This past February, on behalf of a private investor, Kessler Topaz brought the first antitrust action alleging a conspiracy to distort prices of various derivative securities tied to the VIX. The firm soon brought a second complaint on behalf of another investor asserting violations of the Commodities Exchange Act in addition to violations of the Sherman Act. In the following months, numerous related actions involving the VIX were filed in multiple courts around the country. The Judicial Panel on Multidistrict Litigation then centralized all actions for pre-trial purposes in the Northern District of Illinois before Judge Shah.
The VIX is a widely-tracked but opaque index that measures the 30-day implied volatility of the financial markets. Its value is intended to reflect real-time pricing of put and call option contracts linked to the S&P 500 Index that trade on the CBOE. Various derivative instruments linked to the VIX – including options and futures contracts – trade exclusively on the CBOE and its Futures Exchange, operated by CBOE Global Markets, Inc.
By its design, the VIX is highly susceptible to market manipulation. The final settlement value of expiring VIX options and futures contracts is calculated on the third or fourth Wednesday of each month using only the opening prices of certain out-of-the-money SPX Options that expire 30 days after the relevant VIX options and futures expiration dates, known as the settlement price. This process takes place in an auction called the SOQ, for Special Opening Quotation. Given this complex formula, a change in the price – or bid/ask quotes – of SPX Options has a direct impact on the pricing of VIX and, correspondingly, the pricing of financial instruments linked to the index. By placing large or even high volumes of orders for OTM SPX Options, a trader can directly impact the VIX Settlement Price.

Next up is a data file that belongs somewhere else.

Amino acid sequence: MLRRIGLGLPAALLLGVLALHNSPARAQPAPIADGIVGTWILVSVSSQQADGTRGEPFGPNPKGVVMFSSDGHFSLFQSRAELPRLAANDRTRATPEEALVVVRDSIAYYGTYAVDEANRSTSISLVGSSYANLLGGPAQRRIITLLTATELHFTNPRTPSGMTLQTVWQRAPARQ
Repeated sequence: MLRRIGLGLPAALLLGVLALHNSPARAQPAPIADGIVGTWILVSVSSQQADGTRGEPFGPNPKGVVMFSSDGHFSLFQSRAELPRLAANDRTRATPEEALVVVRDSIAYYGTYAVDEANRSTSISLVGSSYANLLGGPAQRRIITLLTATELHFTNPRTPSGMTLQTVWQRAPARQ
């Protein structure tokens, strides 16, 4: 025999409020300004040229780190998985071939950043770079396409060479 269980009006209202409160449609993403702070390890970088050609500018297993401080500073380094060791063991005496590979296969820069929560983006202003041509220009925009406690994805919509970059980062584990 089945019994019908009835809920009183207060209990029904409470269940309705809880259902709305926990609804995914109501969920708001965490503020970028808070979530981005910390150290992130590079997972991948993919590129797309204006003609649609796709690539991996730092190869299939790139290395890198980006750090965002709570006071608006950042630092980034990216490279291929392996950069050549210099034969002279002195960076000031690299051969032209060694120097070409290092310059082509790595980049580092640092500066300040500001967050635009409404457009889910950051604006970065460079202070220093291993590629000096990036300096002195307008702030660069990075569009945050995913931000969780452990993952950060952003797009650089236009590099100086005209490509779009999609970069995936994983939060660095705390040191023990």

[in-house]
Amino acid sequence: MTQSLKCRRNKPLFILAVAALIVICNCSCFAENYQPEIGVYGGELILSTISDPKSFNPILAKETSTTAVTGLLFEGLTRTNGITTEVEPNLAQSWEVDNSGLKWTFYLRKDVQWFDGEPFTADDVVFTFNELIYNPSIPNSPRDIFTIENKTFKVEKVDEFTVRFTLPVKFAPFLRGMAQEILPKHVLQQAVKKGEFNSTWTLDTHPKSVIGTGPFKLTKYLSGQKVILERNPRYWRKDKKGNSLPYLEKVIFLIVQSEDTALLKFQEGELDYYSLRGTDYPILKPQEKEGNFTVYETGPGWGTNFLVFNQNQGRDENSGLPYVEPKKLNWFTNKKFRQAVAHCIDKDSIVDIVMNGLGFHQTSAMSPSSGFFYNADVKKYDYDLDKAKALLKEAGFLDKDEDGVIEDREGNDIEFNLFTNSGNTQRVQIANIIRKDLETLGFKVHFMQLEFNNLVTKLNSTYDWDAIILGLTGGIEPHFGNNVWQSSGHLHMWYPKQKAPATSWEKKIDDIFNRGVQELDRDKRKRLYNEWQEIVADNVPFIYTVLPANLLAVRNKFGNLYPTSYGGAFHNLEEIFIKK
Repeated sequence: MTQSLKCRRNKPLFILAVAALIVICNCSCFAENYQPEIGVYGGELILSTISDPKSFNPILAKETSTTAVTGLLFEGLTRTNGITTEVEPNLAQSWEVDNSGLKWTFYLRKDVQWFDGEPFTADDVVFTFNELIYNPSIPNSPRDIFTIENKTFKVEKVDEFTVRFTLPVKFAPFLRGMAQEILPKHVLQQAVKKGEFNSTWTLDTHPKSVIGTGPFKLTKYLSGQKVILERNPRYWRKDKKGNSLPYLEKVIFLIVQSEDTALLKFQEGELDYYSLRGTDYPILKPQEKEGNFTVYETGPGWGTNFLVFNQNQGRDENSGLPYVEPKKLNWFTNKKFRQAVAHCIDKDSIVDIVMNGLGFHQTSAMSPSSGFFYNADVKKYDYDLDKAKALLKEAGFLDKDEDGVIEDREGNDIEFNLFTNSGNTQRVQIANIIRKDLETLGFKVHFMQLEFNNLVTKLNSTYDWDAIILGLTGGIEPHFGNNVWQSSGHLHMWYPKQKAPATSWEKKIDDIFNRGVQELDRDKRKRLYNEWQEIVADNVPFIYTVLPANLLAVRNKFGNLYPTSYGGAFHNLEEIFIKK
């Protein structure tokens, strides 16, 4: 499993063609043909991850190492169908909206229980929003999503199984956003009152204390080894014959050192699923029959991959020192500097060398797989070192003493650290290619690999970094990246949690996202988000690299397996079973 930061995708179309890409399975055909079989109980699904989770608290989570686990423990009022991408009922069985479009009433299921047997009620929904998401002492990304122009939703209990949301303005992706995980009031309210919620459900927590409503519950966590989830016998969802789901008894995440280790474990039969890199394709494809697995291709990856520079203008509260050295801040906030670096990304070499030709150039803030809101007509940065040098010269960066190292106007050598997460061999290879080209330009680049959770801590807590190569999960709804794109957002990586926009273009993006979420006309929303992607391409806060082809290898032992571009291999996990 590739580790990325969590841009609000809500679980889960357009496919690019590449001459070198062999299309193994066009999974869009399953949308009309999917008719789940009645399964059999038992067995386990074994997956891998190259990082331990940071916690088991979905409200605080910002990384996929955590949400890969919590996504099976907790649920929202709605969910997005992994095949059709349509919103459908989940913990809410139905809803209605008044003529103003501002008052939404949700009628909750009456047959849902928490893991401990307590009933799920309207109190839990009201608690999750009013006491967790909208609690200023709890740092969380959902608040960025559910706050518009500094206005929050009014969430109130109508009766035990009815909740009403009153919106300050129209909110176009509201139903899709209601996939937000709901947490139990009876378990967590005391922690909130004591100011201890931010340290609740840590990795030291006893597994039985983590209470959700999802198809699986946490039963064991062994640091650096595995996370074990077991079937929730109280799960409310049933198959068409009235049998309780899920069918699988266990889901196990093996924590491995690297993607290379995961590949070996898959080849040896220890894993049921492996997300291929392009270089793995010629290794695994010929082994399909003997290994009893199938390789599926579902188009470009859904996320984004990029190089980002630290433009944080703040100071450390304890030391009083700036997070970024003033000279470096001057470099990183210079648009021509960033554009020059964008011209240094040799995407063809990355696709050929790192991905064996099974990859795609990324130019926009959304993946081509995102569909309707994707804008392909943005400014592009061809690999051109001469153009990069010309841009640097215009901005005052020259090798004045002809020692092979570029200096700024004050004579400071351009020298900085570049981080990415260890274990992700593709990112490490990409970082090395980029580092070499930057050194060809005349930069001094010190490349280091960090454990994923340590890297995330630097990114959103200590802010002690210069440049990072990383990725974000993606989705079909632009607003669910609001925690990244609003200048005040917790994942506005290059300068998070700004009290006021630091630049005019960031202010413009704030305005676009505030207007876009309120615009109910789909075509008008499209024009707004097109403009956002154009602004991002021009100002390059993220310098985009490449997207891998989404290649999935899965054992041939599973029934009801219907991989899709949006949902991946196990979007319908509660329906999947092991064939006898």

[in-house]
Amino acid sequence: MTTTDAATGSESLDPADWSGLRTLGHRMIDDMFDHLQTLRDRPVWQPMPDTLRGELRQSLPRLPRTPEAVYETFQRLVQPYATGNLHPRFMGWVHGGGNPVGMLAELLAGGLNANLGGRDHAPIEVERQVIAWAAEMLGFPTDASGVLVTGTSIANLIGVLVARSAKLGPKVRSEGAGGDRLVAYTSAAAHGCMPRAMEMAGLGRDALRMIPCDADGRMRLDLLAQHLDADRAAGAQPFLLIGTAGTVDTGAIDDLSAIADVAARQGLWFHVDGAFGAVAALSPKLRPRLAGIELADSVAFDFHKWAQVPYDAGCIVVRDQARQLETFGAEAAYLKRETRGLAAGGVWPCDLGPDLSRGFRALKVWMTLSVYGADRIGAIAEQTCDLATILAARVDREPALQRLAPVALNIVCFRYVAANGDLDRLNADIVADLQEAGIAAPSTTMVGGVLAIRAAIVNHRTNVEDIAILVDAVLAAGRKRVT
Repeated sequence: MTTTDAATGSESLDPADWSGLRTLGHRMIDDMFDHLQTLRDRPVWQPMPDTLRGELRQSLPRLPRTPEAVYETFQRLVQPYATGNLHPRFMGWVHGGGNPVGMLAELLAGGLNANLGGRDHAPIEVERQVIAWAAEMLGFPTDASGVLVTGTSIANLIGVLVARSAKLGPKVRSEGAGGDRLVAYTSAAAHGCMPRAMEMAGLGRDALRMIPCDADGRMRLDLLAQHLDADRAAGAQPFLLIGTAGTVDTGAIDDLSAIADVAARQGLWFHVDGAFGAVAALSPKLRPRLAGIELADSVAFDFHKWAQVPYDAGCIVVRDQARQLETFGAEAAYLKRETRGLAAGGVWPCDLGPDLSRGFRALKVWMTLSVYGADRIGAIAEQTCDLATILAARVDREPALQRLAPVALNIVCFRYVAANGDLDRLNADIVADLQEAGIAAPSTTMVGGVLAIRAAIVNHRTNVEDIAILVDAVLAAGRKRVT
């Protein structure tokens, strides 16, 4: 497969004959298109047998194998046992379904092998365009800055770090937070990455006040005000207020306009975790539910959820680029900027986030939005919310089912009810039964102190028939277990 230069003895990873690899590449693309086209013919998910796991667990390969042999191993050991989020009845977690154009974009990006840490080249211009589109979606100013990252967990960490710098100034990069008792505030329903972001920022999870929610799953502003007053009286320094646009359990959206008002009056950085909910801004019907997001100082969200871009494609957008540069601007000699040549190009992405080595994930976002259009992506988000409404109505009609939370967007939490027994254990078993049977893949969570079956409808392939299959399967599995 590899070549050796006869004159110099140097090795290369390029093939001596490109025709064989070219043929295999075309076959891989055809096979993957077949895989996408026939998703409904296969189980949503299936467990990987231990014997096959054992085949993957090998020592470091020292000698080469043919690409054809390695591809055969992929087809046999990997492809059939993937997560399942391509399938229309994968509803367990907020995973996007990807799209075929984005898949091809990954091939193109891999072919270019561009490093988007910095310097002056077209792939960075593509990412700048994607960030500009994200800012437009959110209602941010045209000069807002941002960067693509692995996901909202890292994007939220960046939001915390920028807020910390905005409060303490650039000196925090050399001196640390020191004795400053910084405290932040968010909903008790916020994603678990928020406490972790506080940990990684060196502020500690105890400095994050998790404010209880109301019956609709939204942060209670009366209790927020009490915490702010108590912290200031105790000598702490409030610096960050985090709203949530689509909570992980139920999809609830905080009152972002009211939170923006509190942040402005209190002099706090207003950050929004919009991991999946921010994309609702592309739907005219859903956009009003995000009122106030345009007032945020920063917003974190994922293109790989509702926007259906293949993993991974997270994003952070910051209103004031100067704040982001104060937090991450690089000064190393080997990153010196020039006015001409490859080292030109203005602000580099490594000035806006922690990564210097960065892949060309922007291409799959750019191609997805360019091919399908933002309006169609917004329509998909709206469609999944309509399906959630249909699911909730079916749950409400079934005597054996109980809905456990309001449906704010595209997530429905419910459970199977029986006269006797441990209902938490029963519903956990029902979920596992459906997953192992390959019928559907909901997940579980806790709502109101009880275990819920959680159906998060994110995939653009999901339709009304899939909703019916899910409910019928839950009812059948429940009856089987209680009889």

According to investor complaints, various parties – possibly including executives at the CBOE – colluded to fix the pricing of the VIX and the settlement price, depriving those properly trading in VIX-linked derivatives of a competitive marketplace and exposing them to artificial volatility. In carrying out their scheme, defendants allegedly opened long or short positions in VIX options and/or futures contracts prior to the SOQ closing; they also placed buy or sell orders in OTM SPX Options during the SOQ on each monthly settlement date; and they reaped illicit profits when the SOQ closed and the respective VIX options and futures settled at a manipulated price.
Investors’ claims are corroborated by significant empirical evidence, reflected in a study into the relationship between the VIX settlement price and the pricing of VIX Options and VIX Futures conducted by Prof. John M. Griffin of the McCombs School of Business at The University of Texas at Austin. Prof. Griffin is co-author of a 2017 paper in The Review of Financial Studies entitled “Manipulation in the VIX?”: http://www.jgriffin.info/wp-content/uploads/2017/12/vix_pub.pdf.
The case is pending in federal court in Chicago. Substantial briefing has occurred regarding the role of the Chicago Board of Exchange (CBOE). Plaintiffs are also seeking discovery in furtherance of their Commodity Exchange Act and conspiracy claims.